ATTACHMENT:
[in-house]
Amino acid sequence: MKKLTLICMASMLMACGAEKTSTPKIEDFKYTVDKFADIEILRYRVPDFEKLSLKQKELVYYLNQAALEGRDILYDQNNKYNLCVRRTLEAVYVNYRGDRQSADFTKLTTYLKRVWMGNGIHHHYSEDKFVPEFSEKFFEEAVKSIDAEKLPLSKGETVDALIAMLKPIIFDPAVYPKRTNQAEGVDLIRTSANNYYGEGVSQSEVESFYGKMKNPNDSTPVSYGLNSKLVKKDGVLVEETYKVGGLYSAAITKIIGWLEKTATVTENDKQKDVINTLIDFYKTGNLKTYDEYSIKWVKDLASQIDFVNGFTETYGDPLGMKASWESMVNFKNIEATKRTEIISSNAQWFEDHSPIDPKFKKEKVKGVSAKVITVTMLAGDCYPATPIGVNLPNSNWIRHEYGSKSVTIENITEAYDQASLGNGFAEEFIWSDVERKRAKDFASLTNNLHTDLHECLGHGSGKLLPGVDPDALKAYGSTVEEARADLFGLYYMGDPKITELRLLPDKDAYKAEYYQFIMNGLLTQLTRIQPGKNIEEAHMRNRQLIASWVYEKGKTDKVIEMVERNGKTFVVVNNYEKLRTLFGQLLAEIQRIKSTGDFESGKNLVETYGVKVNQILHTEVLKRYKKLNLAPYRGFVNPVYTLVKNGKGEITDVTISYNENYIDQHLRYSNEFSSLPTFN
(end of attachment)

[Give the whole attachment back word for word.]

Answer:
[in-house]
Amino acid sequence: MKKLTLICMASMLMACGAEKTSTPKIEDFKYTVDKFADIEILRYRVPDFEKLSLKQKELVYYLNQAALEGRDILYDQNNKYNLCVRRTLEAVYVNYRGDRQSADFTKLTTYLKRVWMGNGIHHHYSEDKFVPEFSEKFFEEAVKSIDAEKLPLSKGETVDALIAMLKPIIFDPAVYPKRTNQAEGVDLIRTSANNYYGEGVSQSEVESFYGKMKNPNDSTPVSYGLNSKLVKKDGVLVEETYKVGGLYSAAITKIIGWLEKTATVTENDKQKDVINTLIDFYKTGNLKTYDEYSIKWVKDLASQIDFVNGFTETYGDPLGMKASWESMVNFKNIEATKRTEIISSNAQWFEDHSPIDPKFKKEKVKGVSAKVITVTMLAGDCYPATPIGVNLPNSNWIRHEYGSKSVTIENITEAYDQASLGNGFAEEFIWSDVERKRAKDFASLTNNLHTDLHECLGHGSGKLLPGVDPDALKAYGSTVEEARADLFGLYYMGDPKITELRLLPDKDAYKAEYYQFIMNGLLTQLTRIQPGKNIEEAHMRNRQLIASWVYEKGKTDKVIEMVERNGKTFVVVNNYEKLRTLFGQLLAEIQRIKSTGDFESGKNLVETYGVKVNQILHTEVLKRYKKLNLAPYRGFVNPVYTLVKNGKGEITDVTISYNENYIDQHLRYSNEFSSLPTFN